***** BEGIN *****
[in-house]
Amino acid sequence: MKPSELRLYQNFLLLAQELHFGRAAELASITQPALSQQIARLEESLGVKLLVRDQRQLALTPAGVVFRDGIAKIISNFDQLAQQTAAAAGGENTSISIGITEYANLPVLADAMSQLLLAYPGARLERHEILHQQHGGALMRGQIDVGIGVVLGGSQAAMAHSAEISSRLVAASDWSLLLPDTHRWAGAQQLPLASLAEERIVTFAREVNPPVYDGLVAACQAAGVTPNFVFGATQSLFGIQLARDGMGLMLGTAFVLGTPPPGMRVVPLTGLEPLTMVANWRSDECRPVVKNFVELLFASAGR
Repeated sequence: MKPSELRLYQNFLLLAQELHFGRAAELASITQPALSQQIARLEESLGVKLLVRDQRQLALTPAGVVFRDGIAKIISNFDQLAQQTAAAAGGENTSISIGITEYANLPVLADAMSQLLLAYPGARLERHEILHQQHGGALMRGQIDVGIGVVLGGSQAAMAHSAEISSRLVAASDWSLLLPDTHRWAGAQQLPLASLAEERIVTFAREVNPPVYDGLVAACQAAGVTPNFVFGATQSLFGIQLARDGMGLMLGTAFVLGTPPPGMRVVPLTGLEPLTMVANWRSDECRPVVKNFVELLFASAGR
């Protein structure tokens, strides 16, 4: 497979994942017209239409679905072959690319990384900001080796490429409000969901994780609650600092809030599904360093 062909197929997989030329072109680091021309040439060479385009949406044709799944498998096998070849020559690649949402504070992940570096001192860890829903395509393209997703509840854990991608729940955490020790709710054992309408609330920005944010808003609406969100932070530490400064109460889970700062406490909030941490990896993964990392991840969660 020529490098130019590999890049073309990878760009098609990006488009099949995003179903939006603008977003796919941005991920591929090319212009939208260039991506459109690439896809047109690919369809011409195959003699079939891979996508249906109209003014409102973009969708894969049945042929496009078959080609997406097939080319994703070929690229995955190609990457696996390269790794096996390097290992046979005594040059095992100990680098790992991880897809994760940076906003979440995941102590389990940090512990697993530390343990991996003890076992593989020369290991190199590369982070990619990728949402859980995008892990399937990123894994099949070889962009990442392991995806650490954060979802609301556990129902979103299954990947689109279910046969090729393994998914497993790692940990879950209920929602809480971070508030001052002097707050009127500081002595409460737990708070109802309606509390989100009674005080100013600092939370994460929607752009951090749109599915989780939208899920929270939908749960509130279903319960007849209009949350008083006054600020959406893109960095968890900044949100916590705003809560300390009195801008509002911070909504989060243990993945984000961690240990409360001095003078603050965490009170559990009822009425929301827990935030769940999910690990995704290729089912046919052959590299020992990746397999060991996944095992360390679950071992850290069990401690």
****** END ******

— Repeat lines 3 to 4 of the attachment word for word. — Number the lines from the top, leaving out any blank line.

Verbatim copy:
Repeated sequence: MKPSELRLYQNFLLLAQELHFGRAAELASITQPALSQQIARLEESLGVKLLVRDQRQLALTPAGVVFRDGIAKIISNFDQLAQQTAAAAGGENTSISIGITEYANLPVLADAMSQLLLAYPGARLERHEILHQQHGGALMRGQIDVGIGVVLGGSQAAMAHSAEISSRLVAASDWSLLLPDTHRWAGAQQLPLASLAEERIVTFAREVNPPVYDGLVAACQAAGVTPNFVFGATQSLFGIQLARDGMGLMLGTAFVLGTPPPGMRVVPLTGLEPLTMVANWRSDECRPVVKNFVELLFASAGR
């Protein structure tokens, strides 16, 4: 497979994942017209239409679905072959690319990384900001080796490429409000969901994780609650600092809030599904360093 062909197929997989030329072109680091021309040439060479385009949406044709799944498998096998070849020559690649949402504070992940570096001192860890829903395509393209997703509840854990991608729940955490020790709710054992309408609330920005944010808003609406969100932070530490400064109460889970700062406490909030941490990896993964990392991840969660 020529490098130019590999890049073309990878760009098609990006488009099949995003179903939006603008977003796919941005991920591929090319212009939208260039991506459109690439896809047109690919369809011409195959003699079939891979996508249906109209003014409102973009969708894969049945042929496009078959080609997406097939080319994703070929690229995955190609990457696996390269790794096996390097290992046979005594040059095992100990680098790992991880897809994760940076906003979440995941102590389990940090512990697993530390343990991996003890076992593989020369290991190199590369982070990619990728949402859980995008892990399937990123894994099949070889962009990442392991995806650490954060979802609301556990129902979103299954990947689109279910046969090729393994998914497993790692940990879950209920929602809480971070508030001052002097707050009127500081002595409460737990708070109802309606509390989100009674005080100013600092939370994460929607752009951090749109599915989780939208899920929270939908749960509130279903319960007849209009949350008083006054600020959406893109960095968890900044949100916590705003809560300390009195801008509002911070909504989060243990993945984000961690240990409360001095003078603050965490009170559990009822009425929301827990935030769940999910690990995704290729089912046919052959590299020992990746397999060991996944095992360390679950071992850290069990401690």